Friday, May 17, 2013

Vietnamese fishermen to ignore China’s illegal fishing ban

Vietnamese fishermen will continue operating in Vietnam’s territorial waters despite China’s illegal ban on fishing in the East Sea, a Vietnam Fisheries Association official says.
The Chief Secretariat of the Association, Nguyen Ngoc Duc, made the statement yesterday while answering Tuoi Tre’s queries on the Association’s response to China’s promulgation of the ban on fishing from 12:00 am, May 16 till 12:00 am, August 1 in the East Sea, which encompasses portions of Vietnam’s waters.
Tuoitre News Vietnam
Today the association will send official letters to concerned agencies asking for assistance for fishermen in their normal fishing activities in Vietnam’s territorial waters in the East Sea, Duc said.
Photo: Vietnamese fishing boats return to central Quang Ngai Province from the Hoang Sa (Paracels) archipelago on May 15, 2013
The association will also ask authorities of coastal localities to give necessary support and instructions to fishermen operating at sea, the official said.
“There will be no problem if the ban is applied to China’s sea areas only, but in fact, China has illegally imposed the ban on Vietnam’s territorial waters, so there is no reason for Vietnamese fishermen to comply with such an illegitimate regulation,” Duc said.
The same day, Vietnam’s Ministry of Foreign Affairs protested against China’s implementation of a ban on fishing in the East Sea.
“China’s unilateral implementation of the ban on fishing in the East Sea in 2013, which encompasses some portions of Vietnam’s waters, violates Vietnam’s sovereignty over Hoang Sa (Paracel) archipelago, and its sovereign rights and jurisdiction over its exclusive economic zone and continental shelf under the 1982 United Nations Convention on the Law of the Sea,” ministry spokesperson Luong Thanh Nghi told reporters.
The ban goes against the Declaration on the Conduct of Parties in the East Sea (DOC), and “Vietnam opposes and declares China’s aforementioned unilateral decision null and void,” the spokesperson stressed.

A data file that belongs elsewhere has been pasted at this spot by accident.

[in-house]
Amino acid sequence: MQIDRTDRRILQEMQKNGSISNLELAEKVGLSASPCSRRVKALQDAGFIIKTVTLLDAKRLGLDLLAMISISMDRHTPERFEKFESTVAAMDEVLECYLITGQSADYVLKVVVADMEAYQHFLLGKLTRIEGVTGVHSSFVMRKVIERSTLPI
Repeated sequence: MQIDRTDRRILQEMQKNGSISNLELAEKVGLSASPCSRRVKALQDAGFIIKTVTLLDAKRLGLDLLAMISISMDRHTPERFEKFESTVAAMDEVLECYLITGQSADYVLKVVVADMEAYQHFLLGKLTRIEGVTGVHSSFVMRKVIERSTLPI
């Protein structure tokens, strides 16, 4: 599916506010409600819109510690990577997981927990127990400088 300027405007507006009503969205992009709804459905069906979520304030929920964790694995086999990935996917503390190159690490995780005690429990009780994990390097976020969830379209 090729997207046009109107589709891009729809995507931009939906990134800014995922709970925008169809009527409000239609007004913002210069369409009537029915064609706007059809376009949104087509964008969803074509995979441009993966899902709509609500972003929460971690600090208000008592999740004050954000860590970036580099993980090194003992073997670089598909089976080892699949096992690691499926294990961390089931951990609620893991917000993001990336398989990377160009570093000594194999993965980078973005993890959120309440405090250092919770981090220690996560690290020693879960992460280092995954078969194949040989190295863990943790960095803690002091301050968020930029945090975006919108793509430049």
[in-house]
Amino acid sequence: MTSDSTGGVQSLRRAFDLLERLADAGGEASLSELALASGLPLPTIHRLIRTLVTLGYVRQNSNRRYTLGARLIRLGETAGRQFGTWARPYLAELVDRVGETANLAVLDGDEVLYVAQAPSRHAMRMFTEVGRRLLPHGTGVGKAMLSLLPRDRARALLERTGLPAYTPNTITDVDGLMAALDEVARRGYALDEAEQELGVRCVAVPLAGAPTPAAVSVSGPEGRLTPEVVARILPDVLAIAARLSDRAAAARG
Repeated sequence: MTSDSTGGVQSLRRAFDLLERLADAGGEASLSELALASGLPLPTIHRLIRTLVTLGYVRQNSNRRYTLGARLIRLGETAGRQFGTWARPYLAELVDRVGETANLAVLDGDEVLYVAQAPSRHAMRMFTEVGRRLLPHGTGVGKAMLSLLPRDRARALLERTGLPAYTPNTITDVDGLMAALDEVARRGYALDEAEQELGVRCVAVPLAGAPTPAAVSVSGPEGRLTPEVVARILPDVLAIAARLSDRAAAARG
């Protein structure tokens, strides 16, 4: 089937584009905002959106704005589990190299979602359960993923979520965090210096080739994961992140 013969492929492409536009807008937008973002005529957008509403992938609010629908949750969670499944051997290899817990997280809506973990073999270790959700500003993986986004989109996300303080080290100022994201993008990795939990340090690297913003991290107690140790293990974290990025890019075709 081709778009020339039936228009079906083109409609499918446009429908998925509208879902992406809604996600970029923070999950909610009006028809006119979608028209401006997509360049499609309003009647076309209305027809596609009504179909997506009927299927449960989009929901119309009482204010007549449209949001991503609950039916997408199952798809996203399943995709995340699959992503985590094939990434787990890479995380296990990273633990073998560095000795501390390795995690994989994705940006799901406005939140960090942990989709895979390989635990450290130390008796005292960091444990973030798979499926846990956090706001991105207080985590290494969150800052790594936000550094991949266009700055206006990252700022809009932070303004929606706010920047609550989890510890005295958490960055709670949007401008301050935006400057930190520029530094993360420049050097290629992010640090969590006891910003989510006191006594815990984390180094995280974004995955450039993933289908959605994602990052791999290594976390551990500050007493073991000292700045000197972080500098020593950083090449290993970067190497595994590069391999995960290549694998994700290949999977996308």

On May 9, Nghi said at the ministry’s regular press conference that Vietnam has indisputable sovereignty over Truong Sa (Spratly) archipelago in the East Sea, and all activities of parties in this area without Vietnam’s approval violate the country’s sovereignty.
He made the statement in response to reporters’ questions on Vietnam’s reaction to China’s deployment of 32 fishing boats to the archipelago’s area on May 6.
Nghi emphasized that, “all activities in the East Sea must comply with international law, especially the 1982 United Nations Convention on the Law of the Sea (UNCLOS), with respect to the sovereignty, sovereign right and jurisdiction right of concerned countries.”
The chart above shows China’s view of the South China Sea. China says it “owns” everything inside the red dashed line. The Philippines, Brunei, Malaysia, Vietnam and others are not too happy with this assertion: especially since China is a growing naval power.
China’s neighbors have rejected its map of the South China Sea, one of the world’s busiest sea corridors. Pictured: China’s Maritime Surveillance Force on patrol
Chinese officers stop and question fishermen in the South China Sea
China’s State Councilor Yang Jiechi (R) shakes hands with Vietnamese Deputy Prime Minister Nguyen Thien Nhan during the sixth meeting of the China-Vietnam steering committee on cooperation in Beijing, capital of China, May 11, 2013. (Xinhua/Huang Jingwen)
The captain of the Vietnamese fishing boat that was fired at by a Chinese ship in March 20, 2013, Pham Quang Thanh, is seen on board the boat which sustained damage after a fire sparked by a Chinese flare. Vietnam complains that China has not stopped at threatening to use force, but it has actually used force in violating Vietnam’s sovereignty.

No comments:

Post a Comment

Search over this blog